Then, in an episode some historians will describe as a nervous breakdown, Hitler suddenly leaps up and, while flushed in the face and trembling violently, sputteringly rants and raves against them all, declaring that they are guilty of every evil attribute from cowardice to incompetence. 'The war is lost,' he screams. 'Everything is falling apart.' He states that suicide is now his only recourse: 'Alive or dead,' he declares, 'I shall not fall into the hands of the enemy. I can no longer fight on the battlefield; I'm not strong enough. I shall shoot myself.' He then slumps into his seat and begins to sob: 'The war is lost. I shall shoot myself.' (Read)
April 23, 1945:
For a full five minutes after Hitler declares that he will stay in Berlin and commit suicide; no one in the Bunker speaks. Then, with the encouragement of the others, Jodl makes a proposal in an attempt to salvage at least some of his Fuehrer's until-now-unbounded confidence. He suggests that the German Twelfth Army under General Walther Wenck, now facing the Americans, should move to Berlin. He proposes that this can now be done because the Americans, already on the Elbe River, are unlikely to move further east in the near future. Hitler immediately grasps the straw Jodl presents, and orders Wenck to disengage from the Americans and move the Twelfth Army north-east to support Berlin. He later gives further orders that Twelfth Army should attempt a link-up with Ninth Army.
At some point, Hitler orders Bormann, Keitel and Jodl to fly to Berchtesgaden. All three refuse. Keitel, in Jodl's presence, declares: 'In seven years I have never refused to carry out an order from you, but this is one order I shall never carry out. You cannot and should not leave the Wehrmacht in the lurch at a time like this.' 'I am staying here,' Hitler stubbornly replies, 'and that is that. Goering can take over the leadership down there. If there has to be any negotiating with the enemy, as there has to be now, then Goering is better at that then I am. Either I fight and win the Battle of Berlin, or I am killed in Berlin. That is my final and irrevocable decision." (Clark, Read, Keitel)
April 23, 1945:
After Hitler's tantrum, the telephone lines from Berlin to what is left of the Reich buzz with the news. Reich Foreign Minister Joachim von Ribbentrop, upon hearing of his Fuehrer's breakdown, calls to encourage him, promising a great diplomatic breakthrough to win the day. Himmler calls and makes an impassioned plea for him to not give up hope. After replacing the receiver he mutters, 'They're all mad in Berlin. What am I to do?'
The one thing he does not do is go the Führerbunker himself. Instead, he sends Dr. Gebhart to offer Hitler the services of Himmler's own 600-man SS escort squad. He then sends Schellenberg to Luebeck to meet with unofficial back channel Red Cross envoy Bernadotte. Schellenberg is instructed to officially request—in Reichsfuehrer SS Himmler's name—that Bernadotte approach Eisenhower with an immediate offer of surrender in the West (but, of course, not in the East).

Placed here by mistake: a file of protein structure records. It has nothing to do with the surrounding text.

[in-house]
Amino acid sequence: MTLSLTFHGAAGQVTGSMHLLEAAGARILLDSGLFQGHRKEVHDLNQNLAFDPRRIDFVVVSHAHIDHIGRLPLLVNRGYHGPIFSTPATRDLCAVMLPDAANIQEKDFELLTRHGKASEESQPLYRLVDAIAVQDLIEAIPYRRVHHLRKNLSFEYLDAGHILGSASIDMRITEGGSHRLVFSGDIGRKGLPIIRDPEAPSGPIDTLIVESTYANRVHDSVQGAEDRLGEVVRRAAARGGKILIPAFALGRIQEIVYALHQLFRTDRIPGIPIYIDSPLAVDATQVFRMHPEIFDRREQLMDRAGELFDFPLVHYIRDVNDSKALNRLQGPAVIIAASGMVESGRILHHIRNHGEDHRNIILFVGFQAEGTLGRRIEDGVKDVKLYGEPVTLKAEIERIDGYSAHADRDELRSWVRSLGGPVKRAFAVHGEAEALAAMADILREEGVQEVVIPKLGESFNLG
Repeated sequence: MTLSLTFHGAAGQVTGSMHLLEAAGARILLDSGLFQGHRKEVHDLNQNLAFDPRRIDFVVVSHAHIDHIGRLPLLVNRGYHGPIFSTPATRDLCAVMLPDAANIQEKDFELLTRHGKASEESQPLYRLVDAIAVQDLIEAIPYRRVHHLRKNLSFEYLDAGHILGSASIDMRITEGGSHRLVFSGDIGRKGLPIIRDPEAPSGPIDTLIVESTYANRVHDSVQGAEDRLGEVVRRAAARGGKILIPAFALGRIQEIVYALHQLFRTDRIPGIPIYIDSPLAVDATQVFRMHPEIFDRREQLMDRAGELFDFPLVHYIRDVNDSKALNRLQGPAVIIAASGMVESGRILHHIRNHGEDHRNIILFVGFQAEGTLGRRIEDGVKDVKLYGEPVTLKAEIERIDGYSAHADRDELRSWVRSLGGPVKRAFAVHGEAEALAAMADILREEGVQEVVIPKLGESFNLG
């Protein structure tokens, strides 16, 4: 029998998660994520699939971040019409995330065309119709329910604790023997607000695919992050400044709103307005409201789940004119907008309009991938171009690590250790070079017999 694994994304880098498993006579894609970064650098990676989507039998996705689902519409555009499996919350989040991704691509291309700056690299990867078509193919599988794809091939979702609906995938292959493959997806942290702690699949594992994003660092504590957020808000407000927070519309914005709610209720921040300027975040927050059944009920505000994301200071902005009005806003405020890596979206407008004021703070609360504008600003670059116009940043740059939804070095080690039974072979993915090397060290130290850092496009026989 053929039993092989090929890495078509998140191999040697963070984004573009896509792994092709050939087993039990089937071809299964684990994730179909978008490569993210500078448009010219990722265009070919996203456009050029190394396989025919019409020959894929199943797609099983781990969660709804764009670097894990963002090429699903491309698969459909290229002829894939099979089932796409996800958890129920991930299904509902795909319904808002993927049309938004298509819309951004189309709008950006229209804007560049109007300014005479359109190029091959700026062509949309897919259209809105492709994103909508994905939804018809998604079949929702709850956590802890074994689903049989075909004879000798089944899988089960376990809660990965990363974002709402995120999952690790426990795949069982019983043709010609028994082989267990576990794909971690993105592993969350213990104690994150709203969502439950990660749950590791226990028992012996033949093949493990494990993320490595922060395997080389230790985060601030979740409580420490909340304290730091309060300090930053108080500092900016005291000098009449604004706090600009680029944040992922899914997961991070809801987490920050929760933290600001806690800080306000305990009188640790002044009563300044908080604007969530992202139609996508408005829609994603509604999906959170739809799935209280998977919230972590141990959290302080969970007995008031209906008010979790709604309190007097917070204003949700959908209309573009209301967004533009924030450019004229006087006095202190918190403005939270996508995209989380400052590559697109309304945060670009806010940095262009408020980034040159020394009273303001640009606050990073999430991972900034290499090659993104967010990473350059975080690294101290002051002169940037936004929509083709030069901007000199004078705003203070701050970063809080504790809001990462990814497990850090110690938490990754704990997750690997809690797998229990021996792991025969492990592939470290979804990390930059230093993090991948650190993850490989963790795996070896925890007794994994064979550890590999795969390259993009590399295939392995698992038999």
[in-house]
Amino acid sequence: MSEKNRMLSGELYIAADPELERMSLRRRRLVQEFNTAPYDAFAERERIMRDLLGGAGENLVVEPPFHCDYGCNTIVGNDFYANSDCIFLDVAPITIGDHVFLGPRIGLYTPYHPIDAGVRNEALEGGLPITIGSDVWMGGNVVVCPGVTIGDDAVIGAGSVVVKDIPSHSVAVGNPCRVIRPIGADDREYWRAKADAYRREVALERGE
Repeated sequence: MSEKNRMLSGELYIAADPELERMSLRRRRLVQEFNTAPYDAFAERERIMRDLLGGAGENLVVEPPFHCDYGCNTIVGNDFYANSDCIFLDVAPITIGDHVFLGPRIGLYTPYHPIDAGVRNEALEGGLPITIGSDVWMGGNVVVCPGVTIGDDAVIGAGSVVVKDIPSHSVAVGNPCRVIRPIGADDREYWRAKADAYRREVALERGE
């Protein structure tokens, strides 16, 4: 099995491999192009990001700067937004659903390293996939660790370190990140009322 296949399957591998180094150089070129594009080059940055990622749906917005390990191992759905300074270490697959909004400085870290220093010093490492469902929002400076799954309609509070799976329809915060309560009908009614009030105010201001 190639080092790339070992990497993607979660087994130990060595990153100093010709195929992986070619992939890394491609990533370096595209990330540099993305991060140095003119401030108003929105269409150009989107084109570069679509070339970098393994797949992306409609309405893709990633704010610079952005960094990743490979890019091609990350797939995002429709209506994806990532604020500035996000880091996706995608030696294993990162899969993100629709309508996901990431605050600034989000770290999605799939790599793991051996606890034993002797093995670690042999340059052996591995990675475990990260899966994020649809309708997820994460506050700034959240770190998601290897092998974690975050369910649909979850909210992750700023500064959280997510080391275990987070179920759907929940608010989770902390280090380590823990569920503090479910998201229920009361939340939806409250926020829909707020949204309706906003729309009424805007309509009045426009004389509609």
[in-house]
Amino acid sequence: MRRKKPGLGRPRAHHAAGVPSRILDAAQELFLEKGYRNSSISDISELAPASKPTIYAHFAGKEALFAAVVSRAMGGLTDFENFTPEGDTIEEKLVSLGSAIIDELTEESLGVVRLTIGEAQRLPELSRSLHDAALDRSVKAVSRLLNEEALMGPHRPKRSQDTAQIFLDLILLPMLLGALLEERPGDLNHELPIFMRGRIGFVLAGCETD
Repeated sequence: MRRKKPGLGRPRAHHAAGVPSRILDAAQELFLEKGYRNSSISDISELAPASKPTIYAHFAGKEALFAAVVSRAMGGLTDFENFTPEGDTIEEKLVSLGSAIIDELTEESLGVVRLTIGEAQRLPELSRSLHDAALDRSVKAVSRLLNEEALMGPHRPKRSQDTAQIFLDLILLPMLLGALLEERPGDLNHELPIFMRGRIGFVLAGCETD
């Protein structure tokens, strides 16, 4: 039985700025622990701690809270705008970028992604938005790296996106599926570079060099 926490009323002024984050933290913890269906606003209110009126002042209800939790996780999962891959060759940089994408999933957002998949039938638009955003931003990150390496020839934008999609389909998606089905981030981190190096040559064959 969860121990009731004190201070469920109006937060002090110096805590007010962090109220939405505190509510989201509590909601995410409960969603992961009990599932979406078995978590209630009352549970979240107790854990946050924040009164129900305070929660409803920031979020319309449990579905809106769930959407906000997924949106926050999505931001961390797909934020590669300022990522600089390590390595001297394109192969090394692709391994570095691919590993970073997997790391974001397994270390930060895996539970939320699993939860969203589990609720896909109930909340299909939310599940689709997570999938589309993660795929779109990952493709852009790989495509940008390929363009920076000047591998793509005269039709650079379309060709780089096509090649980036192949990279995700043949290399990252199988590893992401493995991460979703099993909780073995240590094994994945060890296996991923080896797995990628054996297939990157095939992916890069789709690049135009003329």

Note: This a very dangerous move by Himmler. Had he put out this feeler with Hitler's approval, it would have been merely a cynical ploy to cause dissention among the Allies. Had it been handled correctly and cleverly leaked, it might have done much to further the distrust between the two, which way the negotiations might go. But his doing this behind Hitler's back is clearly treason, and will give the Allies the opportunity to turn the tables and sow dissention in the Nazi ranks. (Read)
April 23, 1945:
In Berchtesgaden, Goering hears the news of Hitler's breakdown from a phone call from Koller. He orders Koller to join him at Obersalzberg. Upon arriving, Koller tells Goering of Hitler's resolve to stay in Berlin, as well as his statement that Goering would be a better choice to take over leadership in the south and direct negotiations with the enemy. Goering remarks that Hitler has played a 'mean trick' on him and put him in a very difficult position. Koller will later write an account of the meeting: 'Then he asked me whether I thought that Hitler was still alive or whether he had, perhaps, appointed Martin Bormann as his successor. I told him Hitler was alive when I left Berlin.' Koller urges him to seize the moment, but Goering is wary. 'Bormann is my deadly enemy,' Goering explains. 'He is only waiting to get at me. If I act, he will call me a traitor. If I don't, he will accuse me of having failed at the most difficult hour.'